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Can two broken boys find their perfect home?
Sam is only fifteen but he and his autistic older brother, Avery, have been abandoned by every relative he’s ever known. Now Sam’s trying to build a new life for them. He survives by breaking into empty houses when their owners are away, until one day he’s caught out when a family returns home. To his amazement this large, chaotic family takes him under their wing – each teenager assuming Sam is a friend of another sibling. Sam finds himself inextricably caught up in their life, and falling for the beautiful Moxie.
But Sam has a secret, and his past is about to catch up with him.
(The Boy Who Steals Houses is CG Drew’s second novel, released April 4th 2019.)
Alrighty, let’s get right into what I loved about this gem of a novel!
- The autism rep!!!!
Oh. My. Goodness. You have no idea how much I love a well-written autistic character. There really aren’t enough books out there with non-stereotypical autistic characters. When I saw The Boy Who Steals Houses was #OwnVoices, I figured it would be truer than most of the books I’d read featuring autistic characters. TBWSH was exactly what I was hoping for, and more! Avery is the best. He’s not defective or broken. He isn’t magically “cured.” He’s just a wonderful representation of all the autistic people in the world, including myself. Like I said, he’s the best. And so is Sam, of course. He’s awesome too. 😂
- The simplicity of the story.
That’s not to say the plot was basic and bland. There was a lot of complex and deep stuff going on in this book. What I mean is that I loved the pure storytelling moments. It’s not all “go go go” and super exciting. There are a lot of nice, true-to-life bits where the characters are just chilling and being teenagers, and I love that. We all know life is sometimes, if not often, pretty low-key, and CG captured those moments with perfect honesty.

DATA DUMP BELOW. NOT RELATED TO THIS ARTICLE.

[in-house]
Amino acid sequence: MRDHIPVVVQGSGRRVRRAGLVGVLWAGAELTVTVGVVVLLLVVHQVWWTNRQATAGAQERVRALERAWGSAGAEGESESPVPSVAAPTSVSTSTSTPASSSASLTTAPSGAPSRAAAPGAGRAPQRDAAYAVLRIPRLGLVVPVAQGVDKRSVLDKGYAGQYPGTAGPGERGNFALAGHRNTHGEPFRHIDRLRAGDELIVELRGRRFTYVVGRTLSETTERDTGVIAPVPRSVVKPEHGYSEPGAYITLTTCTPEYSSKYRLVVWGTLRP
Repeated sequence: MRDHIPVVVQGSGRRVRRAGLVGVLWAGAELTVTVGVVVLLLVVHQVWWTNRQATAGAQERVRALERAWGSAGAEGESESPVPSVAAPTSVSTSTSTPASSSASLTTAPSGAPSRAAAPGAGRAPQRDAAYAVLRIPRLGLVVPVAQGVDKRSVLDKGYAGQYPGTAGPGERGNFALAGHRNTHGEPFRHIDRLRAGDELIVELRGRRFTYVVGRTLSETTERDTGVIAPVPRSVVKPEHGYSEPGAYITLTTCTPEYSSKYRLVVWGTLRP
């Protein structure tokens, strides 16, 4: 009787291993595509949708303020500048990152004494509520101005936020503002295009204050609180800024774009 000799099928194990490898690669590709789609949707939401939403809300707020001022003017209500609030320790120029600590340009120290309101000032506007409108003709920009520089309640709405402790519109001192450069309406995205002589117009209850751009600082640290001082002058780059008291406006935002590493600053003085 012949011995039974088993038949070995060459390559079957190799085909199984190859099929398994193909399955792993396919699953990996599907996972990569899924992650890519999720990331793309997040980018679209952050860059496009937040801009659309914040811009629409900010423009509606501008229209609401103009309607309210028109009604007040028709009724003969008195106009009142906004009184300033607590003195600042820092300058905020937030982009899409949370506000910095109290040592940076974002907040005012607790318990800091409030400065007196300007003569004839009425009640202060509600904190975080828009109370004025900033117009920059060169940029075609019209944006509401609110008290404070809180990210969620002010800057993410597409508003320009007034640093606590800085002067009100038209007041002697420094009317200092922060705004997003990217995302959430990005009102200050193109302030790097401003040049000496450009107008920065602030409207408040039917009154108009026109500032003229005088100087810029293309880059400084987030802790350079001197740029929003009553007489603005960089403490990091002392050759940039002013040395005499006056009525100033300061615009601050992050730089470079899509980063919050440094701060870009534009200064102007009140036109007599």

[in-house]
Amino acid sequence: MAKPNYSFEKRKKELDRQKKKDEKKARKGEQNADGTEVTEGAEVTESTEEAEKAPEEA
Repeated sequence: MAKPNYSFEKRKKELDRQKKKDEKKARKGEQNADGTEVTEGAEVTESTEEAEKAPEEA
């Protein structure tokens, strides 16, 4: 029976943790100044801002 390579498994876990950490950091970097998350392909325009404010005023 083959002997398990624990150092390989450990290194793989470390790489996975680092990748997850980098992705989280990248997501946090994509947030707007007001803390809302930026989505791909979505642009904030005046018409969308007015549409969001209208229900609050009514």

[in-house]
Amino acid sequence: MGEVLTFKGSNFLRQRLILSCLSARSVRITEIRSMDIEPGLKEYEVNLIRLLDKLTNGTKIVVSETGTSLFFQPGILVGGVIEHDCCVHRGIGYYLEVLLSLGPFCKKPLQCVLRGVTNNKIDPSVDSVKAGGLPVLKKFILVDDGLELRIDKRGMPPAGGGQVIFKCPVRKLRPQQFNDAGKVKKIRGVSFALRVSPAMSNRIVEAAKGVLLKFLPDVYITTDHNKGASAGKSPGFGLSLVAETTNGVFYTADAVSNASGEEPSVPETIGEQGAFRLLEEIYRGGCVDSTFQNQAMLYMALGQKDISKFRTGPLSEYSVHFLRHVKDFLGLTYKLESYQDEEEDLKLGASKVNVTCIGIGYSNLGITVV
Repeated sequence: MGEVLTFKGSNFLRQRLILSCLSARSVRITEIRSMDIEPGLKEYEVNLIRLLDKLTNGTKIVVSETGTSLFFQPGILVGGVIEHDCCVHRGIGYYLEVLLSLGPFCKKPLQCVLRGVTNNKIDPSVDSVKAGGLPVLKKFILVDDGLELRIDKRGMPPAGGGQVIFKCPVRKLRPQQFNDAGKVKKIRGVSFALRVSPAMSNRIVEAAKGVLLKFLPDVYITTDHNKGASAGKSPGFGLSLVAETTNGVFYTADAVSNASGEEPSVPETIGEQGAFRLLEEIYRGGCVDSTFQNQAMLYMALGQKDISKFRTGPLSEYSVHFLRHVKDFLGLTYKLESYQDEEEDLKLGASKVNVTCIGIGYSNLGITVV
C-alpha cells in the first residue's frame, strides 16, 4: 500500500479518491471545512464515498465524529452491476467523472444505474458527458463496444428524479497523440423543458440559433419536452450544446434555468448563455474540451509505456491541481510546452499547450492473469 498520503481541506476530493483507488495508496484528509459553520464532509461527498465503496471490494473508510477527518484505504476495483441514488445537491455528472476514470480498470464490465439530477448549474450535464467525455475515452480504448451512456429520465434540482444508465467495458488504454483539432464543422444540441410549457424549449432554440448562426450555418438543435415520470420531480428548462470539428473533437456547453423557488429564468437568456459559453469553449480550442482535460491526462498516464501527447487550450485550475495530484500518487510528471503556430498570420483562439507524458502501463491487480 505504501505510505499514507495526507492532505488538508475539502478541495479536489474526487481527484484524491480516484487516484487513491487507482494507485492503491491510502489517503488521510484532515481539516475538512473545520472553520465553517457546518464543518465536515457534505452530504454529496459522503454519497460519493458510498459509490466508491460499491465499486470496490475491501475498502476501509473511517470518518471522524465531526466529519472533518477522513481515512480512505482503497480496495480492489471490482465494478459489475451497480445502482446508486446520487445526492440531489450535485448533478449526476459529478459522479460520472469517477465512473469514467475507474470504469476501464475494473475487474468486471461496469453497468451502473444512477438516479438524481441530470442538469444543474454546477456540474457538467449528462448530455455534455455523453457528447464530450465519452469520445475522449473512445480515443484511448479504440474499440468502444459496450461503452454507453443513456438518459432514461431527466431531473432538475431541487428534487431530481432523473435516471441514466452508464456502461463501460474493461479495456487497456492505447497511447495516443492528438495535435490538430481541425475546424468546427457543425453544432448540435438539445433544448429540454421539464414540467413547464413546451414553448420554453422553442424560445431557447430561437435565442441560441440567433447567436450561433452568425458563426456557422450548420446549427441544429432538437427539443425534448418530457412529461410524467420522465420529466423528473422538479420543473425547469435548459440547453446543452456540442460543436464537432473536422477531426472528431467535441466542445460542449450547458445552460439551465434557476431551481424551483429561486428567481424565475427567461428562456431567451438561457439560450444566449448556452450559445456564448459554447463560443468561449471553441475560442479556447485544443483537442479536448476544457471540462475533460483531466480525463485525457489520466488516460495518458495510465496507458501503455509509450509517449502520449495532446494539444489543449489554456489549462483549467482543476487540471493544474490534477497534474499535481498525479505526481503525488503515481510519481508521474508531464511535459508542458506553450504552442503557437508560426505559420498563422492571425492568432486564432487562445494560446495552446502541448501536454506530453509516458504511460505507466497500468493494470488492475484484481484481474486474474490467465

- The quotables.
How about this gem?
He’s officially taken house burglary to the next level. Forget stealing a bed, a key, a home for the night. He’s stealing families and their Sunday lunches.
And this one?
“We are the kings of nowhere,” Sammy says. “We only need us.”
And this one?
He’s so empty. They tried to stitch him back together, but too much already fell out. Stars and buttons and caramel truffles.
And…well, you’ll just have to read the book. (pleasssse read the book!)
- The way it ripped my heart to shreds, then managed to glue it back together.
I didn’t cry (I don’t cry that much with books. Pixar movies on the other hand…), but I came fairly close.The “found family” trope was excellent, and Sam and Avery’s relationship with each other was a mix of humorous and deep. This book was heartfelt, real, and messy. I was so invested in all of the characters’ lives that whenever the bad things happened, my heart got ripped up a little more each time. But there was always hope to super-glue it together again. We’re fine. Everything’s fine.
- The de Laineys.
If there’s ever a way to be an honorary de Lainey, I will be the first in line. Their big family craziness is wonderful. They’re funny, honest, messy-as-a-melting-ice-cream-cone awesome. I’d steal this family and their Sunday lunches any day.
All in all, this was a lovely book that tore me up but still left me with hope at the end. The representation was on point, which was a rare treat for me. I sincerely enjoyed this book. It’s about time for a reread too…maybe I’ll pick it up again when the weather warms up a bit!
Have you read The Boy Who Steals Houses? What were your thoughts on it? Tell me in the comments below!